I'd argue with you that GFWL is/was worse than Uplay, after trying to play PoP: Forgotten sands Up[lay seems to thing I have more than one account and the game is attached to said other (non-existant) account. I don't want a Uplay account let alone more than one.

Veylon:
That "Windows Button while Fullscreen" issue would be simple enough to fix by simply not going to windows unless you double-tap it. Sometimes you really do want windows to pop up and minimize the game. Maybe it froze up or something. If you do, your first instinct upon receiving no response is to hit it a whole bunch of times. It's not terribly likely that someone is going to hit it twice in a row quickly by accident. It'd be a simple enough fix.

Unnecessary replacement. It's already just the same thing as ctrl-esc, after all. Removing it altogether doesn't lose any functionality, and saves a lot of headaches. If you want to get out you can press ctrl-esc, or alt-tab, or ctrl-shift-esc, or ctrl-alt-del...

Best MS can do is make all of their XBONER 'exclusive' games available for Windows 10.
Maybe even after 3 months or so, make it a (vomit) 'timed exclusive!!!1!111!!!' for those nefarious marketing purposes....

Good points, Shamus. I suspect that it will fall on deaf ears.

A true case: I was working on verifying that products worked on the upcoming W* release. W98, was going to be a big leap forward and my company didn't want our products to get hammered when it was released. So, we are at a conference for that very purpose. Lots of companies, lots of devices and several actual MSFT devs. My favorite conversation related to the system saving energy. As in, if the user wasn't actually interacting with the system it would spin down the drive and blank or power off the monitor. Really trippy way back then. Sure laptops did that but few desktops. I tell the MSFT guy, "Thanks, that explains the bug I reported. I cannot download files from MSFT without the beta shutting down the HDD. Of course, I wasn't interacting with it! I was waiting for MSFT servers. Then the download failed because the drive was offline."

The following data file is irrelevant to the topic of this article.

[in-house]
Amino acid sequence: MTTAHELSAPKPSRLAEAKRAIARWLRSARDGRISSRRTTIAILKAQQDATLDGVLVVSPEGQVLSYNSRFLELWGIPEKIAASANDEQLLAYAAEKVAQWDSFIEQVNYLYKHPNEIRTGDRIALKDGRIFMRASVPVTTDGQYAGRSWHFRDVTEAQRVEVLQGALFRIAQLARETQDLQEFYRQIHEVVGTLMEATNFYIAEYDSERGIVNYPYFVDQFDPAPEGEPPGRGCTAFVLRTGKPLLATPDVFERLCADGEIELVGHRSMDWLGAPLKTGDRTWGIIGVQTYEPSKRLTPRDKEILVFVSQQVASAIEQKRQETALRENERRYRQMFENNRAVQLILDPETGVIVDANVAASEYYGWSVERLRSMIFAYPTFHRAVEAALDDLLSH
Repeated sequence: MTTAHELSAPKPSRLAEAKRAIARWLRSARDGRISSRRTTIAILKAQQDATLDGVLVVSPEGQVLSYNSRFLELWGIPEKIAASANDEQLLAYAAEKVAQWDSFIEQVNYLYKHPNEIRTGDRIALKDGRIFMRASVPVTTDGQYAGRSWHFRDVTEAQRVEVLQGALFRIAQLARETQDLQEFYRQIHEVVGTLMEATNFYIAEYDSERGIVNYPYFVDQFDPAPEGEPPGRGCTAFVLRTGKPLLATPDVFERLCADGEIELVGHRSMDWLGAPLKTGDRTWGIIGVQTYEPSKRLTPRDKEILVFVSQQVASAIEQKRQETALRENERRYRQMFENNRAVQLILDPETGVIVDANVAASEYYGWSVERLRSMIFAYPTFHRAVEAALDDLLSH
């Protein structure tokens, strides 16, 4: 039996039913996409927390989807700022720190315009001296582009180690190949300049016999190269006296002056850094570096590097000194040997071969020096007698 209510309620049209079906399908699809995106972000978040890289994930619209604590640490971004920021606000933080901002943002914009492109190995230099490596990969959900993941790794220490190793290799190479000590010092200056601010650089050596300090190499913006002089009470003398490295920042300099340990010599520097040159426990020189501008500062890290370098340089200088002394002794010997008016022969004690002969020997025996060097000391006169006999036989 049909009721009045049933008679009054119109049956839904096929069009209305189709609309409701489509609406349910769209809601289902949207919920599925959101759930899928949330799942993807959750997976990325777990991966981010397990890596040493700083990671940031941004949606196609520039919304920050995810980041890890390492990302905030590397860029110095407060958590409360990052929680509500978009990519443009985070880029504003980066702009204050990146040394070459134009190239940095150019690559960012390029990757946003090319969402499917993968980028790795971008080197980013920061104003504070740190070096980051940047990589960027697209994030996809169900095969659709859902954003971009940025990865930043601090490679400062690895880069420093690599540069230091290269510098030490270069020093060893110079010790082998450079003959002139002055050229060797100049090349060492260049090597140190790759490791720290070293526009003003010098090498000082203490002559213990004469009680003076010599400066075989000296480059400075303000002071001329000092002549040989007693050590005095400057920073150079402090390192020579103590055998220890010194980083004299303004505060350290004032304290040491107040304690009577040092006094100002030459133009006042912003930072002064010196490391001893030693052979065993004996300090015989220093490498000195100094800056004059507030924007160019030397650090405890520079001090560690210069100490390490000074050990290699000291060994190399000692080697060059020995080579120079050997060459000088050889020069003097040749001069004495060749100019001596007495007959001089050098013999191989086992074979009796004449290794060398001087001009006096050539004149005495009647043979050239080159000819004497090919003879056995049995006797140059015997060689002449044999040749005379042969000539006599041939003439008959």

The look on his face was priceless. Two builds later it was fixed.

They still don't understand how a user actually wants to use W*. Their data is only on how the user can make W* do something close to what they want.

Nurb:
They won't listen. They are already making DX 12 and a game windows 10 exclusive, despite me barely seeing any game use DX 11 in the years on windows 7.

They call operating systems "visions". They are lost.

I'll still hold out hope, but I can't dig up much to counter your point sadly.

The statement that windows 10 will be the last windows release, moving on to an apple style system of updates, puzzles me.

Conceptually, having everyone on the same release would streamline the process for software development somewhat.
Granted, there are is still the variety available in hardware to make it all complicated, but at least they wont have to deal with ensuring compatibility with 7,vista,8 and ten, not to mention throwbacks still clutching on to windows xp after being so badly burned by a dalliance with vista.

However, I'm not sure I trust microsoft enough to have all us users sequestered in one place, as it were.
Once everyone is using 10, how long until it shifts onto a yearly subscription pattern of revenue?
Perhaps I'm being overly untrusting and their motives are pure.

Pyrian:

Veylon: